Lest we forget

IN a short but sweet service at Sale Memorial Hall on Monday,the lives of men and women who died defending the country were remembered with a minute’s silence.
Nanjing Night Net

As the precarious spring weather turned inclement crowds retreated inside the Gippsland Veterans Welfare Centre where the service continued as normal, albeit in a more restrictive setting.

As the rain fell it was difficult not to imagine the struggles faced by soldiers who often spend, days, weeks, months, in such weather, buried up to their waists in mud, with insects buzzing all around. Many not returning home.

In his introduction master of ceremonies Michael Page, OAM, dedicated this year’s service to war veteran Neville Gibbons who recently succumbed to cancer.

Mr Gibbons acted as master of ceremonies for remembrance and Anzac Day service for many years. He will be sorely missed.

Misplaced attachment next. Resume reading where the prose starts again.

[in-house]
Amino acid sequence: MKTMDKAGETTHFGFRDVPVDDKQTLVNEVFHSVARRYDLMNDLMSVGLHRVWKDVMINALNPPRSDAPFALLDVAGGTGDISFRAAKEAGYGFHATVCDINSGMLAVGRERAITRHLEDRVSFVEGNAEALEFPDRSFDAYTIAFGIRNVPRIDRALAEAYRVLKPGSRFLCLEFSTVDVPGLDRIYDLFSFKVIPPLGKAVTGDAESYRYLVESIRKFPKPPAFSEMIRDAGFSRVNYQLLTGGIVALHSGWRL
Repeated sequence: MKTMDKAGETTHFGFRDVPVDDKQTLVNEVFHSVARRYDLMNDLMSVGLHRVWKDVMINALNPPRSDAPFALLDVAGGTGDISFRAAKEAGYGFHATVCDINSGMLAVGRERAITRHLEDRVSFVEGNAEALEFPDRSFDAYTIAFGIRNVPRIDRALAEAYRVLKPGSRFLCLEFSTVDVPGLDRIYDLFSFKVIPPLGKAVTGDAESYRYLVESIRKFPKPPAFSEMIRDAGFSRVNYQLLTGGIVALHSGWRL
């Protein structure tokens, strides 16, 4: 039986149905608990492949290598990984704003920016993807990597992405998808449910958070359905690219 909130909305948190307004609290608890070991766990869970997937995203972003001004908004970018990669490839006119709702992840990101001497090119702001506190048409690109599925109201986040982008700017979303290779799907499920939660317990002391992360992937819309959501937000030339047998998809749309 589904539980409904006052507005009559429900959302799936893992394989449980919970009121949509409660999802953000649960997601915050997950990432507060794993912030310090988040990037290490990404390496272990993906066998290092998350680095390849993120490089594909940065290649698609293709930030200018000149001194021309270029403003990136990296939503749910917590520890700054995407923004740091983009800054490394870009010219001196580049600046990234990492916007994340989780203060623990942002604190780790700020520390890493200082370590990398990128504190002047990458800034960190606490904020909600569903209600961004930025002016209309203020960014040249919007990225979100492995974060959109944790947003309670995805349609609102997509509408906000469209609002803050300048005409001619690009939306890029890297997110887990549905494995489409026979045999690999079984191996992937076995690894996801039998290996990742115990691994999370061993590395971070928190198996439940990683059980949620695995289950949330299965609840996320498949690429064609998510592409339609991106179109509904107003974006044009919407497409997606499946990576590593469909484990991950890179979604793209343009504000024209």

Sale Returned Services League president Eddie Jones catalogued the numbers of lives lost in various wars, including Iraq, illustrating the lengths individuals and government would go to in order to secure a nation’s freedom.

While people had various reasons for joining the war effort Mr Jones said in many cases men joined the fight because they wanted good to triumph over evil, detailing the ruthlessness used by Nazi Germany and Imperialist Japan against their own people.

“They fought for our freedom,” he said remembering the lost soldiers.

Lest we forget. Remembrance Day was observed at the veterans welfare centre in Sale, with guests moving away from the Memorial Hall’s cenotaph because of wet weather. Guests placed wreaths on a makeshift cenotaph.

The lord’s prayer is read out commemorating the soldiers past.

Sale Returned Services League president Eddie Jones spoke about the men and women who lost their lives in various wars while master of ceremonies Michael Page OM listens on.

Rememberance Day was observed at the veterans welfare centre in Sale, with guests moving away from the Memorial Hall’s cenotaph because of wet weather.

Guests placed wreaths on a coffee table, acting as a cenotaph.

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